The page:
Closeup of a young man holding a toddler and giving him a kiss on the cheek.

Early into my childhood, I experienced the sudden and tragic loss of both of my parents in a car accident. In that brief moment, the single most important relationships in my young life were instantly broken… leaving me frightened, confused, and alone.

I do not remember much from the night of the accident. Over the years, as I’ve moved through various stages of grief, those initial feelings have been replaced by unexpected moments of emptiness and loss. Who were those people who loved and nurtured me as an infant? How would I be different today if they were still in my life?

The trauma expert Dr. Gabor Maté states, “Nothing itself is addictive… And on the other hand, everything could be addictive if there’s any emptiness in that person that needs to be filled.” As I consider my own adverse childhood experience, I recognize that I will always hold an “emptiness” within me that increases my risk for developing unhealthy ways of coping with – or trying to fill – this loss.

“Nothing itself is addictive… And on the other hand, everything could be addictive if there’s any emptiness in that person that needs to be filled.”

Dr. Gabor Maté

So, what are the factors that create resilience and help us to maintain health and fulfillment despite adversity? It is an important question for all of us to consider. For me, I was fortunate to receive love and care from a wide circle of supports, including my adoptive parents, teachers, friends, adult mentors, and many others. These relationships provided a safe space for me to explore my feelings, build connections, and learn that I’m not alone.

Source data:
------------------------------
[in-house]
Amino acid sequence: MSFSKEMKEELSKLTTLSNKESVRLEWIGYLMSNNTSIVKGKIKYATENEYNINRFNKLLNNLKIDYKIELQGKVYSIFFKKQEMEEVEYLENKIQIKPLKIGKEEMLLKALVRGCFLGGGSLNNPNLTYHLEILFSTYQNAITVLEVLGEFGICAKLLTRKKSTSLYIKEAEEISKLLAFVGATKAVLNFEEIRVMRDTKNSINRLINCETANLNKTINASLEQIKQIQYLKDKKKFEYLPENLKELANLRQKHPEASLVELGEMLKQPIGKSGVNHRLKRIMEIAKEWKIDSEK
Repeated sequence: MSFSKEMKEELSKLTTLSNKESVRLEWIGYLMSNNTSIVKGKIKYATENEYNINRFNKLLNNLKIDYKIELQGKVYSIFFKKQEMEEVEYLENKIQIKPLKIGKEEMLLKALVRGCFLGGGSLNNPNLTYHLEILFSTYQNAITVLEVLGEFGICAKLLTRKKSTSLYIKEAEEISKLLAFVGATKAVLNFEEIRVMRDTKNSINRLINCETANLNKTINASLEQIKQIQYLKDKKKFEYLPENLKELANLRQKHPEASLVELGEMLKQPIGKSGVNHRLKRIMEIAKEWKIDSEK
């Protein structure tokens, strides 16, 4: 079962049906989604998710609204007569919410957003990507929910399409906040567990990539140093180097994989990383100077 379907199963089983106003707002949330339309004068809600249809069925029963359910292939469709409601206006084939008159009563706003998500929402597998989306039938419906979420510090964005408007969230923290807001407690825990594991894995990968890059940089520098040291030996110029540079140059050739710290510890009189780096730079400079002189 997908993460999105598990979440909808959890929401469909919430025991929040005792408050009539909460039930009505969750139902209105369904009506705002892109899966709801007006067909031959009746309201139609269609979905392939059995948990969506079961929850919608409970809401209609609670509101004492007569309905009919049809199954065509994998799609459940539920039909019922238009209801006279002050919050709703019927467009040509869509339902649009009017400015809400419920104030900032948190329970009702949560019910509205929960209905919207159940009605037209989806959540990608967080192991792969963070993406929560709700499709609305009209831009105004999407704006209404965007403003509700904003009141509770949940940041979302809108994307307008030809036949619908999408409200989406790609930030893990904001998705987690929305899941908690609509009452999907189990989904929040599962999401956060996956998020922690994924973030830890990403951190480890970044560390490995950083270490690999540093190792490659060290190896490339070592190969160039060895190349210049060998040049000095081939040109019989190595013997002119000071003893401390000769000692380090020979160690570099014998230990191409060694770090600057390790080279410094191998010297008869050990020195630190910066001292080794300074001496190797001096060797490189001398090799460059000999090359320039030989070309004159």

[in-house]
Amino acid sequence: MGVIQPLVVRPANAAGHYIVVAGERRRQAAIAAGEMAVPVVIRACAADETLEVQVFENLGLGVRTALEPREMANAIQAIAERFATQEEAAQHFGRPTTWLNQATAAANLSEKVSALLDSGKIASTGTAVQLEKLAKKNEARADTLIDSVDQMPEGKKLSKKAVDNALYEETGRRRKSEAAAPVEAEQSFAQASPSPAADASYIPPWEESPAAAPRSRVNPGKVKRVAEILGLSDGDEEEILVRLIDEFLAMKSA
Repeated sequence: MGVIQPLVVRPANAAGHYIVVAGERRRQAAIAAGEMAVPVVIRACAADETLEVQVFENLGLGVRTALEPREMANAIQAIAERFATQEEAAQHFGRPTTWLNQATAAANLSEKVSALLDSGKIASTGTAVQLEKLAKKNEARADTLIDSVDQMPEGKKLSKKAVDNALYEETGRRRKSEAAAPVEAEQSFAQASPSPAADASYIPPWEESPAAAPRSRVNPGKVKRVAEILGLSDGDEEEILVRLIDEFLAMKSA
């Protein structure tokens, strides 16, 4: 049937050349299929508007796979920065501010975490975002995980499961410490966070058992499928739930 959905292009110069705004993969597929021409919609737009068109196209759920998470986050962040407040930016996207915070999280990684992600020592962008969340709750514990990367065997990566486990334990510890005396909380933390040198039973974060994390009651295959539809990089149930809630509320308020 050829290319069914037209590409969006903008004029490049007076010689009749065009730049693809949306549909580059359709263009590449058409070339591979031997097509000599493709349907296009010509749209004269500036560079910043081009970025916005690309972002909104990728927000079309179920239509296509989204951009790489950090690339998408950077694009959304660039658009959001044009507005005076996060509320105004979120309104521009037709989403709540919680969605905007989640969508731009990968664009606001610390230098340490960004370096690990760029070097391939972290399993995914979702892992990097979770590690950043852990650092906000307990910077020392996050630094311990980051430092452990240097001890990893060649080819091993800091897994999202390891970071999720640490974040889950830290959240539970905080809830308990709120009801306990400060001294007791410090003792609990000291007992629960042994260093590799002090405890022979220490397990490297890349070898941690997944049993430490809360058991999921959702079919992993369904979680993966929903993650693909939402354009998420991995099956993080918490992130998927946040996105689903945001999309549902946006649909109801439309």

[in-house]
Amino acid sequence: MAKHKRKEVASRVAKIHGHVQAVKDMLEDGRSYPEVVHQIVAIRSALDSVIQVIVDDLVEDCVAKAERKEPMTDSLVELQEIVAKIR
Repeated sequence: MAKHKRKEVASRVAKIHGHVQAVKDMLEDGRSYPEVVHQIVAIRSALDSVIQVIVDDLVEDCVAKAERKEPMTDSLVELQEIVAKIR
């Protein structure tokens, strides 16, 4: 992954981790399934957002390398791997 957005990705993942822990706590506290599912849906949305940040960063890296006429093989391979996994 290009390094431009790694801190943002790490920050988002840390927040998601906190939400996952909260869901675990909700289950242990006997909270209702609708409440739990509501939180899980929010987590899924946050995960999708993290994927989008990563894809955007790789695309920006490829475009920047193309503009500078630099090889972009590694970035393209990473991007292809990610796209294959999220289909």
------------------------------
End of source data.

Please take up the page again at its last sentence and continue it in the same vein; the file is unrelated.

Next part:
Another factor in my journey were the opportunities I received to develop leadership skills and engage in programs that strengthened my awareness of self and of the world around me. Service projects, sports teams, choir, social and emotional learning programs, youth camps… each was a unique opportunity to learn a new skill, take a healthy risk, gain confidence.

In my current role at Compass Mark, I’m grateful to be part of a team that is actively developing these protective factors – the building blocks of effective prevention – for thousands of children, youth, and adults in our community each year. Even though I cannot change the difficult parts of my life story, I know that the prevention strategies invested into my life were critical in shaping my path forward. It is now my passion to grant those same opportunities and resources to others in our community… so that we all can live healthy, fulfilling lives free from addiction.

If you’d like to learn more about prevention or get involved with Compass Mark’s mission and programs in Central Pennsylvania, please reach out. I’d love to hear from you!

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About the Author

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Eric Kennel, MPA, is the Executive Director of Compass Mark, a non-profit organization with a mission to prevent addiction through education, skill-building, and community mobilization. Compass Mark’s team provides science-based prevention programs to over 8,000 children, youth, and adults each year across Central and Southeast Pennsylvania.

This post was originally published by WGAL TV 8 on and sponsored by Donegal Insurance Group as part of the Mental Health Moment campaign. We thank WGAL TV 8 and Donegal Insurance Group for their support of prevention and mental wellbeing in our region.